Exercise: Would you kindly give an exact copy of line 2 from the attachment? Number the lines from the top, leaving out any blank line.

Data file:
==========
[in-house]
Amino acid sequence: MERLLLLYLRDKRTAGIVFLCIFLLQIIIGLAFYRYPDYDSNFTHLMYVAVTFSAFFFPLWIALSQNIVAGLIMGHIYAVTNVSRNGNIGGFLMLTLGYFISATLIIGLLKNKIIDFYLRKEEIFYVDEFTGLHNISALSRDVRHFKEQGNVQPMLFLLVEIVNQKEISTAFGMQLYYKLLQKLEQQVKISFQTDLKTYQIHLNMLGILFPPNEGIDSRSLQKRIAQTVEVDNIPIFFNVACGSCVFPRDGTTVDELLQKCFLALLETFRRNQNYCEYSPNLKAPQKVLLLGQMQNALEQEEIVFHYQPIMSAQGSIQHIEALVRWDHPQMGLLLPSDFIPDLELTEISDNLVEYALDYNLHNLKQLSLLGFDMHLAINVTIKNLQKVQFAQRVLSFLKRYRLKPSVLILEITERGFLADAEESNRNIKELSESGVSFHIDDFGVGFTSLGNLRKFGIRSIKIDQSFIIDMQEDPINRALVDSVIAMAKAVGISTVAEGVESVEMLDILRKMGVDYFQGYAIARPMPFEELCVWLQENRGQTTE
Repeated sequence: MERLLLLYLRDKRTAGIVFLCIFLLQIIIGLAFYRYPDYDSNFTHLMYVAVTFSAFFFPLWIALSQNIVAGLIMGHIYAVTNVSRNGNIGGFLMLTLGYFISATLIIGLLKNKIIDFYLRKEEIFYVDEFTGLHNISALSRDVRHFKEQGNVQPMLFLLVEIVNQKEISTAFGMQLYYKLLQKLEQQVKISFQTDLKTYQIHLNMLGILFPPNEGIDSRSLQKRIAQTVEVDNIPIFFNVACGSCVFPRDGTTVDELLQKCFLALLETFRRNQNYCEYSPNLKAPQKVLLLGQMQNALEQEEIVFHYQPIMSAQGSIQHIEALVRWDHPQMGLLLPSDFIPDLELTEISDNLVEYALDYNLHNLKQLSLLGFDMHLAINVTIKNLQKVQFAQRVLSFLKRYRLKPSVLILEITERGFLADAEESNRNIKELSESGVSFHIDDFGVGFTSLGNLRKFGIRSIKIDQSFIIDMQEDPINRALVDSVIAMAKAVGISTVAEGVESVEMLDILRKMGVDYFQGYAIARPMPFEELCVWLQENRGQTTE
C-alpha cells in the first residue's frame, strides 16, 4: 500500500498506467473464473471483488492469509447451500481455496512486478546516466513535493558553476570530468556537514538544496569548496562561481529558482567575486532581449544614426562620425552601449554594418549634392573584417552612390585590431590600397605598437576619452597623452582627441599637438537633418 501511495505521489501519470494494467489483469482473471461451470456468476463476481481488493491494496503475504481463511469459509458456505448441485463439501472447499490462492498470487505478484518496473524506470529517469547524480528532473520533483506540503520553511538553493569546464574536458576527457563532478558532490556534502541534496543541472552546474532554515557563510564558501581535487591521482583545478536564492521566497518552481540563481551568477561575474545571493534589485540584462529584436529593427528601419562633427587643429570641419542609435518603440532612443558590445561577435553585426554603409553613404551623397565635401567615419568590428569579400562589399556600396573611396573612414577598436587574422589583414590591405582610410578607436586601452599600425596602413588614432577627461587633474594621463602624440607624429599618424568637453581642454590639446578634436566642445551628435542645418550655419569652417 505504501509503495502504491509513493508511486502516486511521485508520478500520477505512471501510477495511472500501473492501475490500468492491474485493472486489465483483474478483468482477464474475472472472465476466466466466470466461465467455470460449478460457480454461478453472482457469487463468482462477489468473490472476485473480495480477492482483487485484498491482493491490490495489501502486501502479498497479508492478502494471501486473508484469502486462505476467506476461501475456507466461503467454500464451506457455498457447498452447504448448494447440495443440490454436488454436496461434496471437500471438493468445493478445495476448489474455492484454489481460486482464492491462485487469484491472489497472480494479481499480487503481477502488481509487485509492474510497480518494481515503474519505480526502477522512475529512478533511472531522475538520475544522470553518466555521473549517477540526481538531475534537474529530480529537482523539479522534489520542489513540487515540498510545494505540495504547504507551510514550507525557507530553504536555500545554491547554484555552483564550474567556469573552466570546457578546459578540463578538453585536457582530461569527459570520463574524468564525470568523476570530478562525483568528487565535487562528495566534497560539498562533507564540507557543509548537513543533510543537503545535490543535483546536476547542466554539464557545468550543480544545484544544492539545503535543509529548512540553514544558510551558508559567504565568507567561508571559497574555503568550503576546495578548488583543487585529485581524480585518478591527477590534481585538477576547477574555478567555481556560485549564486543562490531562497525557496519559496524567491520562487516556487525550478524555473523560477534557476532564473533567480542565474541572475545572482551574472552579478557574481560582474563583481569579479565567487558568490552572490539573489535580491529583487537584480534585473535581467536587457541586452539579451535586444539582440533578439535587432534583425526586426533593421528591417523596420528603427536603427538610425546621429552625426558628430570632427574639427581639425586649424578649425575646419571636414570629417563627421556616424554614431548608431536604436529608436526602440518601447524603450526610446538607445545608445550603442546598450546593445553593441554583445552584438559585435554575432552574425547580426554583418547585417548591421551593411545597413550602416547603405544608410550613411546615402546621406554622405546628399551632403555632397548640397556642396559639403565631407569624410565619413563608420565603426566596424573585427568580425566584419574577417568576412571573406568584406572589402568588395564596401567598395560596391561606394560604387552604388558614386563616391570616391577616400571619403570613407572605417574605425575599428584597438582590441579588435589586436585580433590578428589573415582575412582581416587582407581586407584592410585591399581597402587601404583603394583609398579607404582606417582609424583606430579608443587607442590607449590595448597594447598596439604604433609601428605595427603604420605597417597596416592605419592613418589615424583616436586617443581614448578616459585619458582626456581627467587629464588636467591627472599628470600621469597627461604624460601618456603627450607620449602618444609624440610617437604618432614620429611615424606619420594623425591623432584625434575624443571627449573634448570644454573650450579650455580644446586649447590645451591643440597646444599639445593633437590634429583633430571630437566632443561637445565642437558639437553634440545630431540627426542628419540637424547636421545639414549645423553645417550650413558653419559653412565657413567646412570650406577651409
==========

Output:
Amino acid sequence: MERLLLLYLRDKRTAGIVFLCIFLLQIIIGLAFYRYPDYDSNFTHLMYVAVTFSAFFFPLWIALSQNIVAGLIMGHIYAVTNVSRNGNIGGFLMLTLGYFISATLIIGLLKNKIIDFYLRKEEIFYVDEFTGLHNISALSRDVRHFKEQGNVQPMLFLLVEIVNQKEISTAFGMQLYYKLLQKLEQQVKISFQTDLKTYQIHLNMLGILFPPNEGIDSRSLQKRIAQTVEVDNIPIFFNVACGSCVFPRDGTTVDELLQKCFLALLETFRRNQNYCEYSPNLKAPQKVLLLGQMQNALEQEEIVFHYQPIMSAQGSIQHIEALVRWDHPQMGLLLPSDFIPDLELTEISDNLVEYALDYNLHNLKQLSLLGFDMHLAINVTIKNLQKVQFAQRVLSFLKRYRLKPSVLILEITERGFLADAEESNRNIKELSESGVSFHIDDFGVGFTSLGNLRKFGIRSIKIDQSFIIDMQEDPINRALVDSVIAMAKAVGISTVAEGVESVEMLDILRKMGVDYFQGYAIARPMPFEELCVWLQENRGQTTE